A Day in Haridwar

Har Har Mahadev. Another name of Haridwar is Hardwar meaning the gateway to Har (Lord Shiva). One has to take up the pilgrimage of Kedarnath or Panch Kedar, from Hardwar. These are some of India’s most sacred Shiva pilgrimage circuits. So today on the auspicious occasion of Shivratri, I will share how I spent a day in Haridwar, Uttarakhand. Legends have it that the city of Haridwar has been blessed by Lord Shiva’s footsteps. Well, this place is of tremendous mythological significance and a gateway to numerous pilgrimage circuits like Chhota Chardham. Haridwar also stands for gateway to Hari (Vishnu) at Badrinath Dham.

Mythological Stories

As per Hindu Mythology, Devas (gods) and Asuras (demons), in search of Goddess Lakshmi and amrit, the elixir of immortality, churned the ocean (Samudra-manthan). But Halaahal, the poison, also sprang along. Shiva drank the poison impartially to save all lives and his throat turned blue. Therefore he is called Neelkanth and the place where he drank the poison is in Rishikesh, very close to Haridwar.The said spot is marked by the Neelkanth Temple. It is said that when Garuda, the celestial bird of Lord Vishnu, was carrying the amrit, it spilled the elixir on Haridwar, making it a pious city. Besides Haridwar, it is believed that amrit spilled at Ujjain, Nasik and Allahabad too. Every 12 years, Kumbh Mela takes place at these sites. As a day in Haridwar progresses, we come across numerous such mythological stories. After all, Uttarakhand is called Dev Bhoomi, the land of gods.

Early Morning at Haridwar

A day in Haridwar should begin with Har ki Pauri Ghat which is considered to be one India’s most sacred places by the Hindus. It is believed that elixir dropped at Brahma Kund in Har ki Pauri. A morning in Haridwar starts with a dip in the holy Ganga which is believed to wash away all our sins. Even though Ganga falls frivolously from the mountains and enters plains at Haridwar, the current of the river is extremely strong. So Har ki Pauri has chained embankments for the safety of the people taking a dip in the Ganga. There are numerous temples at the ghat for offering prayers. It’s better to finish off breakfast from the plethora of breakfast options near the ghat. Items like puri, halwa and chats are popular. Try ‘Bun mix’ at Bhagwati Chhole Bhandar, near Kotwali, some 7-10 minutes’ walk from the ghat. Riding rickshaws at Haridwar is also fun.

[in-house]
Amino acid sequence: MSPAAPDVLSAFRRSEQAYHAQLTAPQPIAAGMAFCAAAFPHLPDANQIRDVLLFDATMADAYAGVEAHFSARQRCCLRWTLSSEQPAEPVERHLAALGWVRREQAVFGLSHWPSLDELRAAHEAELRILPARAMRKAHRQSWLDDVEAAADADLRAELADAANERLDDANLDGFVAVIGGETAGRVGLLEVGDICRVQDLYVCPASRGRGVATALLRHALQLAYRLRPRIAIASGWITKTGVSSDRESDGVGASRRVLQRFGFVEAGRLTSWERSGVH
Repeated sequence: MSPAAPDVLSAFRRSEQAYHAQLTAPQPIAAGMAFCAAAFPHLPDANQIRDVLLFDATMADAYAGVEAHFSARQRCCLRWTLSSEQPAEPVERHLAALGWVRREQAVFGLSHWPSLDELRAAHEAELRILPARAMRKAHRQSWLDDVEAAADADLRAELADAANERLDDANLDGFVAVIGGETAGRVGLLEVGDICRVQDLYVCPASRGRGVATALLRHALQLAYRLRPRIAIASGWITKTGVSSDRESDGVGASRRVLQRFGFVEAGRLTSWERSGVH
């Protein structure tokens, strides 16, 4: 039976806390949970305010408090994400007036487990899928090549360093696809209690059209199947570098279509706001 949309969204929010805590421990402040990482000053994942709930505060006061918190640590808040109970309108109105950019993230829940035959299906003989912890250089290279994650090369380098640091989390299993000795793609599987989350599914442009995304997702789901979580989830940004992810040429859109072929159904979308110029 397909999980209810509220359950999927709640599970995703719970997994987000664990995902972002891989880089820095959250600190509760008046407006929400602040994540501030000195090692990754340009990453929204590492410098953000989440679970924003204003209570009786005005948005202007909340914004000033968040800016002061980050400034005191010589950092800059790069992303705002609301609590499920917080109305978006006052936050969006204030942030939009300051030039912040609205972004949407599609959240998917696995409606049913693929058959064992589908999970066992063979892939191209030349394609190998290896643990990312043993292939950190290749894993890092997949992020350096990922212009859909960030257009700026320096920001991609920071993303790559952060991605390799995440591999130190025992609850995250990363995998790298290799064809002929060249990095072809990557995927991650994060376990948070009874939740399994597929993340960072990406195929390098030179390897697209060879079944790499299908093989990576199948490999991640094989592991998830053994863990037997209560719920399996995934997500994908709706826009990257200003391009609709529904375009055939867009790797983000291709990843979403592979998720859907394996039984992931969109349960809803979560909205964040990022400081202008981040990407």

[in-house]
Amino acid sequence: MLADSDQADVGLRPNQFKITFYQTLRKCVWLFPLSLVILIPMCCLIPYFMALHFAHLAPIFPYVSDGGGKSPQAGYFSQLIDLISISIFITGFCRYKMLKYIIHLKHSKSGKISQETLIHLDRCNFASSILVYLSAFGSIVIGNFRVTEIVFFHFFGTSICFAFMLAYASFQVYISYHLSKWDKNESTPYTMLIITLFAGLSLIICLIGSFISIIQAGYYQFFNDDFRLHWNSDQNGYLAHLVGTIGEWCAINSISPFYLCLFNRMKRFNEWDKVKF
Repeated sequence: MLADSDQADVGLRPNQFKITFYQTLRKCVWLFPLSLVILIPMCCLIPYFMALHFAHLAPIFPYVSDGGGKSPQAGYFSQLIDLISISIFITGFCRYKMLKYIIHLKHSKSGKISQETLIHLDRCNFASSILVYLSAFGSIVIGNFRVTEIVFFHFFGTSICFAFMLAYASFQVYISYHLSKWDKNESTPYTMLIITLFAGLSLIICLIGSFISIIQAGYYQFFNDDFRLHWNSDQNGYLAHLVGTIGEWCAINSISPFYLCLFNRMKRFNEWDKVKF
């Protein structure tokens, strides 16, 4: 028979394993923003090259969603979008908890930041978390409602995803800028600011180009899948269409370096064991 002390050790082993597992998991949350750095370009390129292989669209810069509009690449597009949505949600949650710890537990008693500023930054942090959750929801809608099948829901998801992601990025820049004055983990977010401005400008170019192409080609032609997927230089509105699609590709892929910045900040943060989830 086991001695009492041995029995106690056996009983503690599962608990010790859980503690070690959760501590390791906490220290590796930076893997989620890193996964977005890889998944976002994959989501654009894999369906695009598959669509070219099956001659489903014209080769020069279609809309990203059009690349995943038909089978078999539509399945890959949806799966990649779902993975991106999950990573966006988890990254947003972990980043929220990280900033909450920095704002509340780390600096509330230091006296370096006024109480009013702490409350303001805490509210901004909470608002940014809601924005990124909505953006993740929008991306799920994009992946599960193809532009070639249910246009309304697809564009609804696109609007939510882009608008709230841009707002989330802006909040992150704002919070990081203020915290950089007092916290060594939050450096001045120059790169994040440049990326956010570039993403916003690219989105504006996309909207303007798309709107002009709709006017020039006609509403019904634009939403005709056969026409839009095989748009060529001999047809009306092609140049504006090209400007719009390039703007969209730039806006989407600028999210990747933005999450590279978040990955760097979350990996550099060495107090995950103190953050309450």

Mansa Devi Temple

After breakfast a day in Haridwar starts with site seeing, beginning with Mansa Devi Temple on on top of Bilwa Parvat. We took the ropeway to Mansa Devi Temple. The view from the ropeway is excellent; overlooking Haridwar city and the River Ganga. Inside the Mansa Temple complex there are several other temples like that of Devi Chamunda, Vaishno Devi, Ganesha, Shiva and Lakshmi. The Pujaris (priests) were giving the devotees coins or notes. This was a unique experience of getting money from a temple as we generally see daanpatra or donation boxes in temples where the devotees put in money.

Chandi Devi Temple

We had to cross a bridge across Ganga to visit the Chandi Devi Temple, on top of Neel Parvat. Here too we took the ropeway. It is one of India’s most ancient temples where Shankaracharya, the Hindu sage visited in the 8th Century. The mythological story behind this temple is that Goddess Chandi killed the two demons/asuras Shambhu and Nishambhu. We then went to the temple of Anjana Devi, mother of Hanumanji. It is very close to the Chandidevi Temple. When you have a day in Haridwar, you should cross the river and come to the other side to the Chandi Devi Temple and Kankhal area.

Kankhal and Daksh Mahadev

In Kankhal we went to see the Daksh Mahadev Temple, an ancient temple of Lord Shiva. By the puranas, King Daksha Prajapati, the father of Devi Sati, performed a yajna, without inviting his daughter and her husband. Devi Sati attended uninvited where King Daksha insulted Lord Shiva, her husband and therefore, she jumped into the flames of the yajna and gave her life. As a tribute to this legend, the Sati-Kundi where she jumped into the fire; is preserved and worshipped. At Kankhal Maa Anandamayee Ashram is also present. The ashram has a very serene ambiance.